“There is a swarm of bees amongst the whales. Or at least I thought there was at first.” Dr. Pete Pistil paces, puffing his pipe, “I first noticed it recording mating beluga in Antarctica. Then off Havana, bees overtaking the satisfied grunts of the manatee. There it was again in San Francisco Bay, a soft drone underneath chirping dolphins—a single angry queen slowly joined by a whole buzzing army. Inescapable.”
“They’re in the ocean?”
“They’re everywhere, now. Louder every day. Louder means closer.”
“So?” I collapse in a leather armchair. Classical music plays on a reel-to-reel on his desk. Music and—bees? Pistil offers a snifter of something, noticing my concentration on the tape.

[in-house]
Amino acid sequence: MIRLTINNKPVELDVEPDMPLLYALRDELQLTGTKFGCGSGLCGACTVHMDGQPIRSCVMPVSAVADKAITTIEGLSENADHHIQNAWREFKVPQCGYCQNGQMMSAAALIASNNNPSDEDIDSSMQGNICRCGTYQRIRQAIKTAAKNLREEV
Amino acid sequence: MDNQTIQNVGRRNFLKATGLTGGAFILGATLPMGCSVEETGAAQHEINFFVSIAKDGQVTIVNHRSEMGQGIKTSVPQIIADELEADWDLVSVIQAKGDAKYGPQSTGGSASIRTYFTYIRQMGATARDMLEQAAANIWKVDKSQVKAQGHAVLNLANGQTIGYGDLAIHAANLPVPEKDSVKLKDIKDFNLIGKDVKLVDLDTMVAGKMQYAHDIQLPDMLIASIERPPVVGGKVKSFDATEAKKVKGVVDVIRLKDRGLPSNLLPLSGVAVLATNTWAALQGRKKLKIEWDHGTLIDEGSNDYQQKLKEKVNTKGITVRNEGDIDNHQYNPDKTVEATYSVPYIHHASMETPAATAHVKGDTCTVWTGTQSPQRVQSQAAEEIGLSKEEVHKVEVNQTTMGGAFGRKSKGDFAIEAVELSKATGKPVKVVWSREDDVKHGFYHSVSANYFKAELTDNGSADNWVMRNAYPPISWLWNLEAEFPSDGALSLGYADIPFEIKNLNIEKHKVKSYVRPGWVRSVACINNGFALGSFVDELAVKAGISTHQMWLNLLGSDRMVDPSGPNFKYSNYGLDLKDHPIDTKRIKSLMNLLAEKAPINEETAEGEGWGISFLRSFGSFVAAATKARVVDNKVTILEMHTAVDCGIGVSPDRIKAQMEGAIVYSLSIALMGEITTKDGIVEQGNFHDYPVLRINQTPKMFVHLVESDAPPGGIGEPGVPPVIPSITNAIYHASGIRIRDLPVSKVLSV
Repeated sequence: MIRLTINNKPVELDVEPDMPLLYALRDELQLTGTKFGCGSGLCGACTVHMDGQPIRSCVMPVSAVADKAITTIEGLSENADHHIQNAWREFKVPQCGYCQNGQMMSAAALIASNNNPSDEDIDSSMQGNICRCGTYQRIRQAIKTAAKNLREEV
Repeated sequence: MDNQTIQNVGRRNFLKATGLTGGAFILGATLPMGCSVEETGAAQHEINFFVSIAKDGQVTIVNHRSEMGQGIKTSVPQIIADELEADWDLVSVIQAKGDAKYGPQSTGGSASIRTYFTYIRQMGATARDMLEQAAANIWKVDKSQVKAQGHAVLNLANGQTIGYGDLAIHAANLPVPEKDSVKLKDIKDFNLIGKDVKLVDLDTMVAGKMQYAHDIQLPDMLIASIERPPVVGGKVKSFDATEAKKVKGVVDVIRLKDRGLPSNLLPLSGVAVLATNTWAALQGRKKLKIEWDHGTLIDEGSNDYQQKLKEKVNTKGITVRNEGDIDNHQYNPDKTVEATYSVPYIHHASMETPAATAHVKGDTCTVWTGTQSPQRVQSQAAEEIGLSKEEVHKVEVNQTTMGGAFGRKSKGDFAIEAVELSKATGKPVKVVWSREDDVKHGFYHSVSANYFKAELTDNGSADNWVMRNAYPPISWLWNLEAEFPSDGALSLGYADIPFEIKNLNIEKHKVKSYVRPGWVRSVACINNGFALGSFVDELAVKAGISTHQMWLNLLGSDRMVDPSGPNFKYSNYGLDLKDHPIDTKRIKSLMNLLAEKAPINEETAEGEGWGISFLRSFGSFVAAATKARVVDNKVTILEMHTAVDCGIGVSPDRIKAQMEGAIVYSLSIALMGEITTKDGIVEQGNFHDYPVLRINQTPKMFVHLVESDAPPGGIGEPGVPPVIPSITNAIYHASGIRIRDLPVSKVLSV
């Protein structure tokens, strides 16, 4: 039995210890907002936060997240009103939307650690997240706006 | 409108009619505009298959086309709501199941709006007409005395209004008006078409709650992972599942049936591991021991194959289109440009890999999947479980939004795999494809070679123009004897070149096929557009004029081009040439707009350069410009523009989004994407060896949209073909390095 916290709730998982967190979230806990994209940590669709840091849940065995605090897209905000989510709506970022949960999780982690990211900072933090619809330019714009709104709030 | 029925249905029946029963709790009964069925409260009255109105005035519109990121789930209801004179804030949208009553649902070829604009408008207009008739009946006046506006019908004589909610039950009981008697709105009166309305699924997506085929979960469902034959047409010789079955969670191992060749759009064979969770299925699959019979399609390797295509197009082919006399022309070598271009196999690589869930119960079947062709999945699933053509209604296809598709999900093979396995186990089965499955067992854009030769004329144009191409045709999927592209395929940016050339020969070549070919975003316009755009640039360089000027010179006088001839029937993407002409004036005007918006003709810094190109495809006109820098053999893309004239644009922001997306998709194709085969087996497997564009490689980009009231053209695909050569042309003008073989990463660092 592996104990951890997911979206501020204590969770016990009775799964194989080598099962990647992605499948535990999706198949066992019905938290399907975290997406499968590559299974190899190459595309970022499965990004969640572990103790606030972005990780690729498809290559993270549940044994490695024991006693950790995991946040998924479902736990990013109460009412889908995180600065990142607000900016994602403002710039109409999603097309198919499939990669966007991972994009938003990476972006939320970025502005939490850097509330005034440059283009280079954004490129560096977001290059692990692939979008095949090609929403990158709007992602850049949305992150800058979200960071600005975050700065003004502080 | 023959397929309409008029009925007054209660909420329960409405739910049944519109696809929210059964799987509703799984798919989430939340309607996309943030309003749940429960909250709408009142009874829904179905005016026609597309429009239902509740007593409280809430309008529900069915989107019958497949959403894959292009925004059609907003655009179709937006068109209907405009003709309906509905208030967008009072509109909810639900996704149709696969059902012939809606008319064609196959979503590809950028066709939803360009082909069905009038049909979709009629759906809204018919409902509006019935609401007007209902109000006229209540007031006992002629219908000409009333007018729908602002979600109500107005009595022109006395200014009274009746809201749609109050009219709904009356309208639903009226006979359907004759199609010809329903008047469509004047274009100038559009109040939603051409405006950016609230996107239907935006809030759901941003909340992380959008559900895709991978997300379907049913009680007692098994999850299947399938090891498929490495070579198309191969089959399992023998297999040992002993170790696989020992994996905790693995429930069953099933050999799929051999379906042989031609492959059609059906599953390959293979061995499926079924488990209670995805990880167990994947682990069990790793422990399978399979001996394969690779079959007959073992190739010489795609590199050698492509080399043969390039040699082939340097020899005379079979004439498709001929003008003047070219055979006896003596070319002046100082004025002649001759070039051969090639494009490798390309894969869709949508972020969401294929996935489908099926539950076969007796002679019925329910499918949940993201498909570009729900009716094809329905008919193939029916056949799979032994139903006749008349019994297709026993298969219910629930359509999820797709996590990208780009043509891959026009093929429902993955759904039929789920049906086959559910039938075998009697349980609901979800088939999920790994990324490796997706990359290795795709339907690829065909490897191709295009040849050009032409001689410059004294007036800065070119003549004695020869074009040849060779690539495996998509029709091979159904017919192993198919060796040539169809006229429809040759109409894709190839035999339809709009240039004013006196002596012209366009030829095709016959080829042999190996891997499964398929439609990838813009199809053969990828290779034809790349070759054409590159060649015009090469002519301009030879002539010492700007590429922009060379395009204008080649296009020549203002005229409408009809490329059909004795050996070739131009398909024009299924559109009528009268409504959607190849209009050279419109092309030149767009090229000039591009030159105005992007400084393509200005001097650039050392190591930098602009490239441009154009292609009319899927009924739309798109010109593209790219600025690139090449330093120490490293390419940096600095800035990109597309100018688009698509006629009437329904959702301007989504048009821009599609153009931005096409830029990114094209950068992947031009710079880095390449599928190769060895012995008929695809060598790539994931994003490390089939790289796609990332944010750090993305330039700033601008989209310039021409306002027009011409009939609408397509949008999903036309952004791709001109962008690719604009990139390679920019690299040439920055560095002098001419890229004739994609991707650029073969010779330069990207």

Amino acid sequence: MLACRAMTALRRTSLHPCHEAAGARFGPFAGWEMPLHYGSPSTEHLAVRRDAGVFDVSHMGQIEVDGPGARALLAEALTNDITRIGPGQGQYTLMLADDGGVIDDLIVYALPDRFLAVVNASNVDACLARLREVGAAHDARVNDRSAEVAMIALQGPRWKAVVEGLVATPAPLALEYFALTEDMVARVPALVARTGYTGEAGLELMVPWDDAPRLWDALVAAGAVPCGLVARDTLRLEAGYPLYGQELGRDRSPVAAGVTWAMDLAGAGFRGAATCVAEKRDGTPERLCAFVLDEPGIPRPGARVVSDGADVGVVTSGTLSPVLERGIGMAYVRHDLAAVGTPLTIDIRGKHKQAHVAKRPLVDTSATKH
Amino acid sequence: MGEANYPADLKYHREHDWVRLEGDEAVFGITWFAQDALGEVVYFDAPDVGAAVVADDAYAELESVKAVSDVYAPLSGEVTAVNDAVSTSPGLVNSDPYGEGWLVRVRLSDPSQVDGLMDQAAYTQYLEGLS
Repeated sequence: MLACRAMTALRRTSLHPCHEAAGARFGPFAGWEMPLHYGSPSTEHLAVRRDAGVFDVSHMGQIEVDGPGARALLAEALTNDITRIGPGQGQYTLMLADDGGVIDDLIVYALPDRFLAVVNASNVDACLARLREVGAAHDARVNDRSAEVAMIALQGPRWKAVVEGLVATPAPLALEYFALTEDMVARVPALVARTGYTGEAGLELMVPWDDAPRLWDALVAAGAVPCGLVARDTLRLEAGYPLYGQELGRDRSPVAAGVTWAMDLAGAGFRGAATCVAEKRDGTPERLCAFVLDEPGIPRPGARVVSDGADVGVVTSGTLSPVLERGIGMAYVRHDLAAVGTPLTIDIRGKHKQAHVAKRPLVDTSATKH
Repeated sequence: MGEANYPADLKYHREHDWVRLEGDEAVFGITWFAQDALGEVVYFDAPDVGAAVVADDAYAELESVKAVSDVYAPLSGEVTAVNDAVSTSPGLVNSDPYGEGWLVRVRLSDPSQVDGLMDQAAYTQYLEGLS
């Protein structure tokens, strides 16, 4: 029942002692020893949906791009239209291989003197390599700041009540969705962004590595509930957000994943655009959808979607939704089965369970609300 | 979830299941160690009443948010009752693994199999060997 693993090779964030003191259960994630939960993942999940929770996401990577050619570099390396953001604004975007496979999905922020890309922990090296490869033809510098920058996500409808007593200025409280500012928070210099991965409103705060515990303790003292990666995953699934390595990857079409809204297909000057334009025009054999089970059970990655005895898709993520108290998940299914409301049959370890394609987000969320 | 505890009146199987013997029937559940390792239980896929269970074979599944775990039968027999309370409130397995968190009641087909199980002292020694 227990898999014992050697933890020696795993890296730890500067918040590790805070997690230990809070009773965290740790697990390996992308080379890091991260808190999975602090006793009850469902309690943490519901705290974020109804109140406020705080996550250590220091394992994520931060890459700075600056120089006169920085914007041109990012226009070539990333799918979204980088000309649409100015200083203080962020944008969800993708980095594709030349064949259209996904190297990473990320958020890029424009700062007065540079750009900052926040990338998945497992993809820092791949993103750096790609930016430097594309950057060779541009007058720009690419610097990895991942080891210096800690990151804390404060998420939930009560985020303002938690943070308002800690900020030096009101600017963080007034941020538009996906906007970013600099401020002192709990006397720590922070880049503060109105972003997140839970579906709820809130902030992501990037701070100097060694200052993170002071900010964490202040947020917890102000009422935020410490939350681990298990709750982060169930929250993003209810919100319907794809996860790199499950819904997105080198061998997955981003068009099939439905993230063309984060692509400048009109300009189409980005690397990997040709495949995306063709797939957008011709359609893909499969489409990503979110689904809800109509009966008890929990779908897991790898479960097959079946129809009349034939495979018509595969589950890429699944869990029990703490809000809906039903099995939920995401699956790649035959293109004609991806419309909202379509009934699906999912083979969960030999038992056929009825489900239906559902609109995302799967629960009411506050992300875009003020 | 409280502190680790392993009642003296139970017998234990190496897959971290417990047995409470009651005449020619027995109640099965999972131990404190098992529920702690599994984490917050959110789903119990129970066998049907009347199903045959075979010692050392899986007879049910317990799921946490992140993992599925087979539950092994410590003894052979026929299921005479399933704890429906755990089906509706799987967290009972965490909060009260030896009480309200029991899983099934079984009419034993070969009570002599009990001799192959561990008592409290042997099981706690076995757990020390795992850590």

“Hear it behind the orchestra? The buzzing around Holst’s universe?” He giggles, “First measured but insistent around Mars, next a few drones encircle Venus, now, a swarm in Uranus.”
He stops the tape. “That’s what my audio-tech said about a waveform masking a mewing orca calf. That isn’t it.”
I strain my ears. The faint buzzing continues without the tape. “Tinnitus?”
“That’s what my doctor said about test results shoved into a file. That isn’t it either. It’s in earth itself. See, mucking around the ocean with recording equipment, I was one of the first scientists to notice. But, miners have known it for years. ‘El zumbido’ it’s called in the Atacama Desert; in the gold mines of Shandong province, it’s ‘Dìqiú huángfēng.’ Roughly ‘earth-wasp.’ A little on the nose for my taste.”
“Why have you brought me?” I slam the glass and head for the paneled oak doors. “You want me to help fight giant bees in the earth?”
“Fight them, Dr. Stamen?!” he buzzes, sharply grabbing me by the lapel with his sticky pollen-covered fingers, “Why would we want to do that?”